For many years it was locked up in Latin, but over the last 500 years has been increasingly translated into many languages. Releasing it's message to every nation, tribe and tongue. It's not just a Western book. The Bible carries a message of free forgiveness for those of every culture. Christians have thus taken it upon themselves to make accurate translation for every language, and we're making good progress in this.
But you might say doesn't the message get lost in translation. It might if those translating didn't work carefully. It might if they translated from translations of translations of translations. Bible Translators work from the oldest manuscripts with painstaking care and attention.
These translators know that the Bible is an evidential book and that Christian faith is based on believing evidence and so they endeavour to translate accurately. Different translation philosophies are used but these are always detailed at the front of the Bible, in addition to translators footnotes.
What does the Bible claim to be?
If the charge is irrelevance we must consider what the Bible is about – and then if true how is it relevant. What does it claim of itself? We must evaluate it on its own terms – we're then free to reject it for what it is, rather than what it isn't.
The Bible makes many claims about itself, a key one is on page 60 of the Life books in front of you (20:30-31) John tells us that Jesus did many more things than are recorded in this book,but he has recorded these are recorded for a particular purpose. What purpose? Sentence 31, so that we may believe that Jesus is the Messiah, the Son of God, and that by believing in him you will have life.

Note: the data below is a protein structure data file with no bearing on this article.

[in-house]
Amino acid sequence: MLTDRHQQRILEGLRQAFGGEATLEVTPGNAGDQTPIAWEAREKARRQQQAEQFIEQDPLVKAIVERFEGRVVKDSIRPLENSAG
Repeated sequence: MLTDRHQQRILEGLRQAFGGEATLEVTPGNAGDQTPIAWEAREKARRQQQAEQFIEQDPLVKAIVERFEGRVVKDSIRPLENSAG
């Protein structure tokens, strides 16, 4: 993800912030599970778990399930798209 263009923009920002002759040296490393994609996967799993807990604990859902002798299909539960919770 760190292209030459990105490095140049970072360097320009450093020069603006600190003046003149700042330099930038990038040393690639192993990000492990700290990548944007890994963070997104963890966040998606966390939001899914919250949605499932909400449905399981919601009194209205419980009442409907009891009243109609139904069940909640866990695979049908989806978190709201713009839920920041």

John records a selection of the evidence with the goal of convincing us. He is thoroughly biased and involved as he shows us this evidence. But, he is open about his goals. If you flick over to page 63, you'll see that John thinks that if he told you everything about Jesus the world isn't big enough to contain them.... the quantity of evidence according to this eyewitness is vast. This is the way the Bible works. It records evidence, so we could believe. Later in the Bible a key human figure, Peter writes in one of two letters that he was an eyewitness of the life of Jesus.
Peter states explicitly that he isn't telling “cleverly invented stories”, he stakes everything on what he says being accurate eyewitness testimony, insisting it is what he heard and saw. And commits to a lasting record being made before he dies.
The Bible writers could have set out to write fiction but their book makes no such claims. It stakes everything on the historical accuracy of their testimony. A testimony they think is sufficient for us to believe. They could have recorded more testimony – but this was what we'd need.
And elsewhere, another key writer, Paul, stakes everything on whether or not Jesus was physically resurrected. The death and resurrection of Jesus are the key event of the Christian message. But these events are not left to be mythical events or nice stories. Paul states simply that if Jesus was not resurrected then Christianity is a sham and Christians are fools. Many “holy books” don't require this, but The Bible does.
The Bible claims that it's record is both the word of men – many of whom attach their names to their writing and the word of God – breathed out by God. It claims to be God speaking through men. And that God helped eyewitnesses to remember what they had seen, to ensure the accuracy of their testimony. (p47, 14:26)
Many of the human authors are not portrayed favourably. The chief New Testament authors are Paul and Peter. Paul is the murderer who became a Christian missionary. Peter the man who denied Jesus and became his chief preacher. No cover up of past failures for anyone. No need to pretend we're good, because Christianity is about free forgiveness.
The writers honesty tells us about their message. The don't teach us to be good. They have good news for bad people, like me. And as they write they want us to have certainty about what we believe. Certain that Jesus died and rose from the dead. This event is central, and it's explanation is everything – that Jesus died so we could come to know and enjoy God forever.